Monday, March 13, 2017

Taking to the Fields in Brazil

Today was a spectacular day of learning. We were able to get out into fields and pastures to experience Brazilian agriculture. We started the day out at Embrapa, which is a national agriculture research institution in Brazil. In the past this location has only focused on rice and edible beans, but just recently they are becoming more diversified as they are serving as a regional hub. They are incorporating a wider variety of crops and even livestock into their research. We began with a brief welcome and introduction to the facility before making our way to the labs, greenhouses, fields, and then pastures. We were able to see many crops including rice, beans, soybeans, sorghum, corn, and cotton. We had the great opportunity to learn about integrated crop-livestock systems and the Nellore cattle that they are working with. Here are some interesting facts from our Embrapa visit:
  • Environmental research is just as important as production research.
  • They have a gene bank with over 44,000 species.
  • They are the first public institution to breed transgenic beans.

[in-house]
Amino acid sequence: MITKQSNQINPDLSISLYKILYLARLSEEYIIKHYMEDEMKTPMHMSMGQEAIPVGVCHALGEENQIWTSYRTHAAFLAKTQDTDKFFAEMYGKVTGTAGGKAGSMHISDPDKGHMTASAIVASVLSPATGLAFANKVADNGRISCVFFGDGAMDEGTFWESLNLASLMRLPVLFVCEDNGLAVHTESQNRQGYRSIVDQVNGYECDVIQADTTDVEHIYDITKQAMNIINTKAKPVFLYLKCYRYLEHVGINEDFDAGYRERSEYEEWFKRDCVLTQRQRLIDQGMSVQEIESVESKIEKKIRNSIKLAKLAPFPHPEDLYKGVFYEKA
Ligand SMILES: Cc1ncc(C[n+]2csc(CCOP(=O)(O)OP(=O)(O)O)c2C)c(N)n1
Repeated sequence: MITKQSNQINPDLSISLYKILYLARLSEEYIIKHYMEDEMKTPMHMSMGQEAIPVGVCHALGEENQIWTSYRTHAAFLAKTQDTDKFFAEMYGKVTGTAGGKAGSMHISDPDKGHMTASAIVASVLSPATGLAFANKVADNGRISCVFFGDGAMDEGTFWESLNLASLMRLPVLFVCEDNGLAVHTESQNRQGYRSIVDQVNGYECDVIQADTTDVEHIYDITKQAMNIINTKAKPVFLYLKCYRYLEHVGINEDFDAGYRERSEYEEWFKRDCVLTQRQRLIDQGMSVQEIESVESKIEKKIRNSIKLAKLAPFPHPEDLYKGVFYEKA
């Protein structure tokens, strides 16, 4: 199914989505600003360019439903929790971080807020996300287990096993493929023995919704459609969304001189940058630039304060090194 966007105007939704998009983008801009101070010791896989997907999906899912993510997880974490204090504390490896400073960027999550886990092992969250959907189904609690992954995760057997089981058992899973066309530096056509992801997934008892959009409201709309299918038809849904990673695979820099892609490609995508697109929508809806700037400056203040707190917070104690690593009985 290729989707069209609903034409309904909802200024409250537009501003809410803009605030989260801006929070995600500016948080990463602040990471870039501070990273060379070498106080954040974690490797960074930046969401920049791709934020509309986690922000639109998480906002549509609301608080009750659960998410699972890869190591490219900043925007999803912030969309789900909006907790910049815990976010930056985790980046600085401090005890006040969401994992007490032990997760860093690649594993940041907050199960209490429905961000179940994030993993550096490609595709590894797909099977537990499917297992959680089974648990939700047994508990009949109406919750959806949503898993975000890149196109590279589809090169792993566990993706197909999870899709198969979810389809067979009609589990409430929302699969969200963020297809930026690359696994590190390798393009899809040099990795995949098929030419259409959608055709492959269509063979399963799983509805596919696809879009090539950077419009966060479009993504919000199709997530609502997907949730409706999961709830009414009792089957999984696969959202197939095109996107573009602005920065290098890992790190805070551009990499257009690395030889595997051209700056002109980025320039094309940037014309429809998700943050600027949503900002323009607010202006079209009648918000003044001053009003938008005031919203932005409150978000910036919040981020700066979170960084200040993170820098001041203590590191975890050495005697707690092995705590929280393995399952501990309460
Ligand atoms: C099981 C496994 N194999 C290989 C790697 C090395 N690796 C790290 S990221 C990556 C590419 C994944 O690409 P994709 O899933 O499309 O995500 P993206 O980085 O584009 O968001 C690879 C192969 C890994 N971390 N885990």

• The integrated crop-livestock system is improving soil and the environment.

We enjoyed lunch at the agriculture campus at the Universidade Federal de Goias (UFG) where we will visit tomorrow and visited with many students before traveling to PUDICA an organic farm. One of the owners of PUDICA is, also, a professor at UFG. We spent several hours exploring his farm. Many enjoyed checking out the numerous parrots as he works with a group to reincorporate parrots back to their natural habitats after injuries. We were able to see many different crops in production. One of his fields had banana's, papayas, peppers, and coffee all growing together. He did have crops we are more familiar with such as corn and soybeans, but he looks to produce specialized varieties for niche markets. They take the philosophy of health first followed by the environment, social aspects, and economics in that order.


After a long day in the sun and heat we enjoyed a steak dinner in an open air restaurant. We look forward to another great day on Tuesday.

6 comments:

McKenna said...

I know Brazil is still a developing country due to its low GDP and low living standards. They rely mainly on their farming to feed their population, so what kind of technology do they use for farming so that they can produce enough food to feed everyone? Is their steak dinner the same as a traditional American steak dinner? I had friends recently travel to Brazil for a vacation and they loved it. By the pictures they posted, the beaches and the environment looked amazing. Is that how the entire country looks? Are the cities similar to American cities? I have always wanted to travel to Brazil because of the culture and climate. It’s just far enough away where it would be different than the U.S. but be similar at the same time. What did you do to prepare for your trip like vaccinations, health and security? -K.P. Somonauk

McKenna said...